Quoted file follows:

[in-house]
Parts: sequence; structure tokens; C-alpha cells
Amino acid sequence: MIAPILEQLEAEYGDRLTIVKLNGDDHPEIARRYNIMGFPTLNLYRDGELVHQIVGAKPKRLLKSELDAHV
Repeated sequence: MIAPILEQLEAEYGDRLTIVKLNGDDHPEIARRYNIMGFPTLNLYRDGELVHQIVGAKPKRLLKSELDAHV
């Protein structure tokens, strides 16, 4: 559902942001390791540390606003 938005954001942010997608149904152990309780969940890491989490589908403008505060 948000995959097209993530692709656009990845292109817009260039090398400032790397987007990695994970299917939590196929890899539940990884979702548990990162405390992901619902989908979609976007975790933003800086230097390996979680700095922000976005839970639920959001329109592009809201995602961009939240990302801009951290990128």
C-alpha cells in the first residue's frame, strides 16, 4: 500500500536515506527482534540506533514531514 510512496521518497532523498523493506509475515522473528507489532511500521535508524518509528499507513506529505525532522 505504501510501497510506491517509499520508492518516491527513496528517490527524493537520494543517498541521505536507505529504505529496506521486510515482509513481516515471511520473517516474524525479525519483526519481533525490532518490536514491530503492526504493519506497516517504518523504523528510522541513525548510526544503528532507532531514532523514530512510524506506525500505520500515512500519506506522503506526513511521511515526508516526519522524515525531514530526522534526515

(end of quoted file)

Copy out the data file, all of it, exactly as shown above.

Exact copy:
[in-house]
Parts: sequence; structure tokens; C-alpha cells
Amino acid sequence: MIAPILEQLEAEYGDRLTIVKLNGDDHPEIARRYNIMGFPTLNLYRDGELVHQIVGAKPKRLLKSELDAHV
Repeated sequence: MIAPILEQLEAEYGDRLTIVKLNGDDHPEIARRYNIMGFPTLNLYRDGELVHQIVGAKPKRLLKSELDAHV
């Protein structure tokens, strides 16, 4: 559902942001390791540390606003 938005954001942010997608149904152990309780969940890491989490589908403008505060 948000995959097209993530692709656009990845292109817009260039090398400032790397987007990695994970299917939590196929890899539940990884979702548990990162405390992901619902989908979609976007975790933003800086230097390996979680700095922000976005839970639920959001329109592009809201995602961009939240990302801009951290990128």
C-alpha cells in the first residue's frame, strides 16, 4: 500500500536515506527482534540506533514531514 510512496521518497532523498523493506509475515522473528507489532511500521535508524518509528499507513506529505525532522 505504501510501497510506491517509499520508492518516491527513496528517490527524493537520494543517498541521505536507505529504505529496506521486510515482509513481516515471511520473517516474524525479525519483526519481533525490532518490536514491530503492526504493519506497516517504518523504523528510522541513525548510526544503528532507532531514532523514530512510524506506525500505520500515512500519506506522503506526513511521511515526508516526519522524515525531514530526522534526515